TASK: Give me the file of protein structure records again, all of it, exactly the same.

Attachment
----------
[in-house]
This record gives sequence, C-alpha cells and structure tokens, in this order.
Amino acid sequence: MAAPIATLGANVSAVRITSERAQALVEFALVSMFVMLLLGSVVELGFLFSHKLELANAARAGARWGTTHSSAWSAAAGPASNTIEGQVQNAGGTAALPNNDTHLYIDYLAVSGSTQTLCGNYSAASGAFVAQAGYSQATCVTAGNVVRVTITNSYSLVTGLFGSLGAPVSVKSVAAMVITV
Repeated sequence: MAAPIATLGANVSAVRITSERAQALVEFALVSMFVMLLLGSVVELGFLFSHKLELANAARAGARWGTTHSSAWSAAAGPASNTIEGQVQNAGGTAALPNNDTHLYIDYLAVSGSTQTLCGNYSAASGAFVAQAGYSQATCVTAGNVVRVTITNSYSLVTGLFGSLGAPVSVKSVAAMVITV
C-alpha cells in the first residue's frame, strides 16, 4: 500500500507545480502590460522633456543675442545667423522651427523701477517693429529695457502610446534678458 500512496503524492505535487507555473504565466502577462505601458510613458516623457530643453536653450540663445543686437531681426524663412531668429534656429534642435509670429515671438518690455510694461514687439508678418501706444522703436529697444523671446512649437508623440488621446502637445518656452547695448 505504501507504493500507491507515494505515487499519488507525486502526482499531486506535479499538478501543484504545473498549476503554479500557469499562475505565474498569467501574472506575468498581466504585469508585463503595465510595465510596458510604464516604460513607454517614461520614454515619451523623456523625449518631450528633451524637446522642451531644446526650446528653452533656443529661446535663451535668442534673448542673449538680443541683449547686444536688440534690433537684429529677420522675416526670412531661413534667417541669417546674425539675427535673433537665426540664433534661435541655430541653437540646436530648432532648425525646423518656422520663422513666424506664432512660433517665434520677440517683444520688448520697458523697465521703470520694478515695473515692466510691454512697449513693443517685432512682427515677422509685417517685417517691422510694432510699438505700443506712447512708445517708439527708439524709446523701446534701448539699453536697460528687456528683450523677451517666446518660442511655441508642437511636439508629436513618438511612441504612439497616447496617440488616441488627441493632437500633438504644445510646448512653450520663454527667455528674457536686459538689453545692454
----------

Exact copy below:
[in-house]
This record gives sequence, C-alpha cells and structure tokens, in this order.
Amino acid sequence: MAAPIATLGANVSAVRITSERAQALVEFALVSMFVMLLLGSVVELGFLFSHKLELANAARAGARWGTTHSSAWSAAAGPASNTIEGQVQNAGGTAALPNNDTHLYIDYLAVSGSTQTLCGNYSAASGAFVAQAGYSQATCVTAGNVVRVTITNSYSLVTGLFGSLGAPVSVKSVAAMVITV
Repeated sequence: MAAPIATLGANVSAVRITSERAQALVEFALVSMFVMLLLGSVVELGFLFSHKLELANAARAGARWGTTHSSAWSAAAGPASNTIEGQVQNAGGTAALPNNDTHLYIDYLAVSGSTQTLCGNYSAASGAFVAQAGYSQATCVTAGNVVRVTITNSYSLVTGLFGSLGAPVSVKSVAAMVITV
C-alpha cells in the first residue's frame, strides 16, 4: 500500500507545480502590460522633456543675442545667423522651427523701477517693429529695457502610446534678458 500512496503524492505535487507555473504565466502577462505601458510613458516623457530643453536653450540663445543686437531681426524663412531668429534656429534642435509670429515671438518690455510694461514687439508678418501706444522703436529697444523671446512649437508623440488621446502637445518656452547695448 505504501507504493500507491507515494505515487499519488507525486502526482499531486506535479499538478501543484504545473498549476503554479500557469499562475505565474498569467501574472506575468498581466504585469508585463503595465510595465510596458510604464516604460513607454517614461520614454515619451523623456523625449518631450528633451524637446522642451531644446526650446528653452533656443529661446535663451535668442534673448542673449538680443541683449547686444536688440534690433537684429529677420522675416526670412531661413534667417541669417546674425539675427535673433537665426540664433534661435541655430541653437540646436530648432532648425525646423518656422520663422513666424506664432512660433517665434520677440517683444520688448520697458523697465521703470520694478515695473515692466510691454512697449513693443517685432512682427515677422509685417517685417517691422510694432510699438505700443506712447512708445517708439527708439524709446523701446534701448539699453536697460528687456528683450523677451517666446518660442511655441508642437511636439508629436513618438511612441504612439497616447496617440488616441488627441493632437500633438504644445510646448512653450520663454527667455528674457536686459538689453545692454